The Good And The Bad To Know When Creating Video

Good Bad with Creating Video

The Good AND Bad with Creating Video

There are some absolutely great videos out there that people have created. They are fun to watch, engaging…there is a reason, a purpose if you will for the video.

There are also some really bad videos out there, and not just in production quality but in ‘what’s the point’ type of bad.

It is not really about the good and/or bad in the quality of the video production (that’s another post, read Your Video Just Might Suck) it’s about creating a video that has a point, that answers your customers problem.

Including Video is simply another avenue for your past, current, and potential customers to have their problem answered. The product or services that your customers may need can be explained, talked about and even given away through the use of video.

We’re not in the business of creating a video just because it’s cool, or it’s the new hot thing to do in a business marketing effort. We create video because the story that your business is putting out there can be captured for an audience visually, simply, and with a purpose.

Questions to ask yourself before deciding to create (or have someone create) a video for your business.

  • Does it help tell my brands story?
  • Is there a point, a purpose for the video?
  • What kind of video do you want?
  • Does this video answer my current/potential customers problem?

The most important question to ask before deciding to include video, is “Why?”

Why am I making this video?

If your video doesn’t have a purpose, you shouldn’t create it. It is a waste of time, money, and investment without a plan or a purpose.

There should be specific reasons why you create a video.

  • Building brand awareness
  • Educating your customers
  • Show your company culture and creativity
  • Employee Training

If your video doesn’t appear to fit into one of the above categories then take a step back and re-evaluate your strategy. It’s pretty important to have a plan, a purpose and goals when creating a video. If you don’t have this direction, it will not be easy to measure your project’s success or even failure.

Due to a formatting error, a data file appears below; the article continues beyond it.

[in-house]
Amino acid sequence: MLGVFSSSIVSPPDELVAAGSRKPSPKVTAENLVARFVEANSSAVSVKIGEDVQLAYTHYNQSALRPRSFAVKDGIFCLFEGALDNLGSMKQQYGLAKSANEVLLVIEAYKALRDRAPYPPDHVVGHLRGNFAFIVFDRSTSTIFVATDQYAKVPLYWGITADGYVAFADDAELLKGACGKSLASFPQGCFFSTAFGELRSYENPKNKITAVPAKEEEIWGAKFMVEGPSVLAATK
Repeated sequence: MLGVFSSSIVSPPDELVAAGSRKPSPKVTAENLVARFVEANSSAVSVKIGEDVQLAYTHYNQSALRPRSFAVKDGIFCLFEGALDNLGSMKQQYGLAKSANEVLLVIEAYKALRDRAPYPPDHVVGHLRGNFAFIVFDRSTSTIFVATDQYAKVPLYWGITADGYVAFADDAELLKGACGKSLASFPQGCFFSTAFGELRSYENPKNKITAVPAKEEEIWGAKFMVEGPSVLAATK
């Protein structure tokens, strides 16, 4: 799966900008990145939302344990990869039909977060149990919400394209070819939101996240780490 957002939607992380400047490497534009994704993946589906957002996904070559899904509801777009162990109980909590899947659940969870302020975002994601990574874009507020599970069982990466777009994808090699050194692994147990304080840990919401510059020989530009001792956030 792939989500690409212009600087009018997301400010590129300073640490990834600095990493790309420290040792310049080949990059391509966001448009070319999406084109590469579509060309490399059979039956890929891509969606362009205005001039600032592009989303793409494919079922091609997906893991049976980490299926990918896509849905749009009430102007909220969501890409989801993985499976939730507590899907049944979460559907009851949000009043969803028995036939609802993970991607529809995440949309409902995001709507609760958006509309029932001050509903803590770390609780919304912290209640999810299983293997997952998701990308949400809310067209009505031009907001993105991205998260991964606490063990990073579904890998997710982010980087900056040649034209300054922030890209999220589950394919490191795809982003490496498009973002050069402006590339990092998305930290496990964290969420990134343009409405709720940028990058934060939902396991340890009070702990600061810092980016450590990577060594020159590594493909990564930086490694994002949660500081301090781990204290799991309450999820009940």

Before You Create Your Video Content

Creating Video Content

Things To Consider Before Creating Video Content

We’ve had several people in the past contact us and say ‘We want a Video for our business’ and most of the time we respond with that’s great, let’s meet to discuss what the video is for, and why. Creating a video is more than just coming out, setting up cameras and capturing, well whatever. It’s a bit more detailed than that.

For us to be able to create a video, we need to know and understand the story that is wanting to be told. And that comes down to creating the Video Content. Below we offer four tips that will help you before putting together your next video.

Goals, Strategy, Objectives and Tactics:

Before embarking on any video project, we need to know whom the audience will be, what you want to achieve and why you’re creating a video. The basic questions consist of Who, What, When and Why. Having a goal (or goals in mind) will assist in laying out the strategy and objectives for creating a video relevant to your business and your audience (customers) that will give you exactly the product you are looking for. It helps us in knowing how to approach the capturing of the story you want to share.

Know Your Budget:

Knowing your budget is crucial for us to be able to create a story through video. One of the first things we ask is ‘what is your budget’? Knowing what your number is when it comes to creating a video for your business, can help us in telling you exactly what we can do for you and how we can give you the most bang for your buck. We can and will work within any budget, but know that a video takes time. Read about the steps in making a video: Pre-Production, Production and Post-Production…which takes us to our next tip…